The Real Time Canine II

After spending 2 years writing the Real Time Canine, the adventure continues with The Real Time Canine II. Read along as I look for just the right puppy to continue the experience. After false starts with Tim and Jed, I am currently training young Tam, and Spot, which are both off to a strong start. Please visit the RTC II to read about training sessions as they occur.

Wednesday, January 3, 2007

What a disaster

Price was bitten by a rattlesnake in 2005 and came amazingly close to death. Considering how gravely ill he was, it's still hard to believe that he survived . This is a re-print of an article I wrote, about the experience, for American Border Collie Magazine.

I said “What are you doing in there? Come out here” to my good dog Price after he ducked into the dog house inside his kennel. The second thing I do each morning after feeding the cat and before feeding my horse and the sheep is let my dogs out to run while I clean their kennels and change the water. All the dogs romp and play on the hill and never return to their kennels on their own. It’s funny because when I remember back to Wednesday, July 27, 2005 at 7:45AM I recall having a brief, uneasy feeling after watching him do that. I didn’t realize it at the time, but I knew something was wrong.

There were no immediate outward signs of calamity, just the uncharacteristic return to his kennel. He came right to my feet when I called him out and I gave him a quick look for signs of trouble. There were none and I went back to work. Price ducked back into his dog house. I thought, “What is wrong with him?” I called him to me again and this time saw a Dime-sized blood spot on his nose and another on his right front foot. I looked in his mouth and all over his body but couldn’t find the source. This time I knew something was wrong and started to worry but I said hopefully “you’re all right” and went back to work. I thought maybe he’d bit his tongue or poked himself in the brush on the hill behind my house. Price went back to his dog house. The instant I saw the swelling I knew he’d been bitten by a rattlesnake. His nose had begun to fill by the time I called him to me for the third time. I pushed lightly on the swelling and a clear fluid ran out. It wasn’t until later that I was able to see two prominent fang marks about an inch apart on the side of his nose. It was a big snake.

Rocked by toe-curling dread, I started running. I kenneled the other dogs and ran toward the house calling Price with me. He loped easily beside me. I grabbed my cell phone and the truck keys and flew down the driveway. Like all good owners of too many animals, my veterinarians’ telephone numbers are stored on my cell phone. I called my small animal vet, Dr. Deborah Hofler, as I realized that her office would just be open by the time I got there about 8 miles away. Timing is everything and we had some luck. Dr. Hofler was not in yet when I got there, but Vicki Songer, her warm, affable receptionist, had already alerted her by phone and put a call into the technician. I was instructed to flush the wound with the garden hose and given a bag of ice to hold against the swelling. The water removes any venom from the skin surface which might be absorbed and the ice, with hope, would slow its spread. It was an agonizing wait for the vet but I ran water and held ice and talked to my beautiful, courageous border collie trying to convince us both that everything was going to be ok. Once there the technician quickly started an intravenous line but explained that he would not administer anti-venom without the vet present in case Price had an anaphylactic, or allergic, reaction to it. More agony. I was agitated at best but for once I kept quiet. Dr. Hofler got there about 8:30AM and administered a vial of anti-venom, which is the first of many misconceptions about this biological product.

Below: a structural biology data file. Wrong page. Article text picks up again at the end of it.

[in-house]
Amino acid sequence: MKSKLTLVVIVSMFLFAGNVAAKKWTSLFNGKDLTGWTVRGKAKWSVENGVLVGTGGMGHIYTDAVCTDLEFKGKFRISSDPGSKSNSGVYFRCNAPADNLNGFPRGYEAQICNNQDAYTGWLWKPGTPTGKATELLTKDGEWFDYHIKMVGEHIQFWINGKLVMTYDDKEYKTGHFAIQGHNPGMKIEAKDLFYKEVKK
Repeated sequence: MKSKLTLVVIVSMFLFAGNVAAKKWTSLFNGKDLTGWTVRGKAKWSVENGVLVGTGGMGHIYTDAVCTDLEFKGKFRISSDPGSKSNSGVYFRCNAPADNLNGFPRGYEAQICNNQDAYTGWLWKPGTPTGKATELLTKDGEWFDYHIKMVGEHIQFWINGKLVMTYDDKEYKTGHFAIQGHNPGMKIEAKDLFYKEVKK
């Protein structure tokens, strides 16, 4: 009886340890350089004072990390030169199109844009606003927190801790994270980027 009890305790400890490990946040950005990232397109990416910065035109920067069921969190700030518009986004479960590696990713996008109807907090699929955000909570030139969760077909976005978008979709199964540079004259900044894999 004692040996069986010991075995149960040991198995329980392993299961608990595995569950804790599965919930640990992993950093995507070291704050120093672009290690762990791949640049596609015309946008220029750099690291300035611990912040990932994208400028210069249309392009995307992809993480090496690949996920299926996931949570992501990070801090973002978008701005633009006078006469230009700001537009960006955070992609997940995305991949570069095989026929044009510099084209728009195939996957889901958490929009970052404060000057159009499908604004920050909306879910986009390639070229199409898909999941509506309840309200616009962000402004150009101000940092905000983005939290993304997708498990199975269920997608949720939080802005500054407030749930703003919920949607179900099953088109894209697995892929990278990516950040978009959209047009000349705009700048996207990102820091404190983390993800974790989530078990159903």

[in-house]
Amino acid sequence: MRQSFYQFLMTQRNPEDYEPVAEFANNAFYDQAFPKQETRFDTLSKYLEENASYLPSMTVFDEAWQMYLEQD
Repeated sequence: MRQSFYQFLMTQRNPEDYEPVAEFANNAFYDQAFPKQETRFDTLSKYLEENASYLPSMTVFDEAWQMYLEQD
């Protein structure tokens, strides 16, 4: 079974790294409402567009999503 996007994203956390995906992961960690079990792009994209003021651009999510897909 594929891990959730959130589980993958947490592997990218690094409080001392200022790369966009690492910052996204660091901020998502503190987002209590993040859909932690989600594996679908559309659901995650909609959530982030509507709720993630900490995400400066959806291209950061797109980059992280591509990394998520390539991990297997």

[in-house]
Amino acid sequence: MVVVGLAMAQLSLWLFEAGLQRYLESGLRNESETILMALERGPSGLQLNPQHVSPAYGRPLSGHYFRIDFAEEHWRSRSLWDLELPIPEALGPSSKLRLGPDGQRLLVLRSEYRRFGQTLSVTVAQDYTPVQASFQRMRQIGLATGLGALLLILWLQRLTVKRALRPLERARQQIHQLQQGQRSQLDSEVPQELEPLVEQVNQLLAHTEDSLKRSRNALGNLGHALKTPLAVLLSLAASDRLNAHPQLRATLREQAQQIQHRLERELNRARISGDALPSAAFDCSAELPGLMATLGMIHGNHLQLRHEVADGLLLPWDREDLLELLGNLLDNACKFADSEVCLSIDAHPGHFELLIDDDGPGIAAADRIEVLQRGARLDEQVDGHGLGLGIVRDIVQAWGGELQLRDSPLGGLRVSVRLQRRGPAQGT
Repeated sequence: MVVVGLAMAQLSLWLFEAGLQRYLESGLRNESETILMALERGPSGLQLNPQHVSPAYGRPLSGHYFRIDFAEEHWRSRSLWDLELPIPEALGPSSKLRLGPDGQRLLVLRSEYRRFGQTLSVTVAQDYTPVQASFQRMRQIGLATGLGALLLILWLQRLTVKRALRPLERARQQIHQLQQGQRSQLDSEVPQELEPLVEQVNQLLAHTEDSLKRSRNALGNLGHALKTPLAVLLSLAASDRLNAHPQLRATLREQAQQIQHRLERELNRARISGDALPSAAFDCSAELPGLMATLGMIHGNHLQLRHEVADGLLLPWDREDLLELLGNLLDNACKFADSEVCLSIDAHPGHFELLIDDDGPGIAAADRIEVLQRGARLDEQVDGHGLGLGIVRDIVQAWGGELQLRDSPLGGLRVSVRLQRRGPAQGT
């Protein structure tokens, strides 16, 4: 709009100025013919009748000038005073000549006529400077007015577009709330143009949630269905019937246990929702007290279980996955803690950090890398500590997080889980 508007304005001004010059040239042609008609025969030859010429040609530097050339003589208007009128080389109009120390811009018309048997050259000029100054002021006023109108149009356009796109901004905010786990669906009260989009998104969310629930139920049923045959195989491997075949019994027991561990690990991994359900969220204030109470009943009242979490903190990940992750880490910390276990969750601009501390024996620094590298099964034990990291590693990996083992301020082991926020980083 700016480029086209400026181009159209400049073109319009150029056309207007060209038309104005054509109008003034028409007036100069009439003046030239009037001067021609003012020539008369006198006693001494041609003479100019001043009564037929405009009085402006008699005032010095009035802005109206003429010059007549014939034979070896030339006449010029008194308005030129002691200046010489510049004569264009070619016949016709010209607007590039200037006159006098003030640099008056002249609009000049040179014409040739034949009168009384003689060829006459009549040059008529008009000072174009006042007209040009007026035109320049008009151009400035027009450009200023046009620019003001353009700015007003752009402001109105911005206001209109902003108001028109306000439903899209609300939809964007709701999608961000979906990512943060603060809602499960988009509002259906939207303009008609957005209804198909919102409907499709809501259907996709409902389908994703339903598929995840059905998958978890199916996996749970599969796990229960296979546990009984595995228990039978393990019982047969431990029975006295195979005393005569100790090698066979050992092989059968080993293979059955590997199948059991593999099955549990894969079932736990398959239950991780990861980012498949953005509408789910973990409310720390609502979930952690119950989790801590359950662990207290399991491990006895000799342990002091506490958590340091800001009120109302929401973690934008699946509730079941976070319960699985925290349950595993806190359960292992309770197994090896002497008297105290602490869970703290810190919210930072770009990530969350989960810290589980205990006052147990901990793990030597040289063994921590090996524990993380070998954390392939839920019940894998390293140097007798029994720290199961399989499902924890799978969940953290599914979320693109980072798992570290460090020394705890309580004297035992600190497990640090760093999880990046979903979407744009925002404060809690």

Anti-venom is actually Antivenin and it’s not a single injection that provides the antidote to snake bite venom. It is a reconstituted serum consisting of antibodies made by horses after exposure to 4 common Crotaline, (copperhead & rattlesnake), venoms. It is administered slowly through an intravenous line over a half hour or more and it’s expensive. The cost is $100 to $400 per vial depending on who knows what, but I experienced the $400 variety. The bad news is that a large dog with a severe bite can require several vials and will likely always be sensitive to equine products making future snake bite treatment and snake bite vaccination problematic. The other bad news is that there is a narrow window in which antivenin must be used. After about 4 hours post-bite antivenin is of minimal use. A newer, more purified antivenin of sheep origin, (how ironic is that?), has recently been marketed as “Cro-Fab” and is upwards of $700 per vial. I was told that “Cro-Fab” is the equivalent of 5 vials of equine antivenin. Before it was all over Price would receive 5 vials of the horse variety and 1 of “Cro-Fab”.

I stayed with my dog while the serum was administered then left him in the watchful care of Dr. Hofler. She was of the opinion that he might be able to go home as early as that afternoon. How serious a snake bit is depends on, among other things, the species of snake, size of the dog and amount of venom injected. Surprisingly some snake bites are “dry” and no venom is injected. Some are mild with only local pain and swelling. As in Price’s case, some are severe and a small percentage of those are fatal. I left somewhat relieved and absolutely determined that he would be all right. I had no earthly idea what lay in store for us.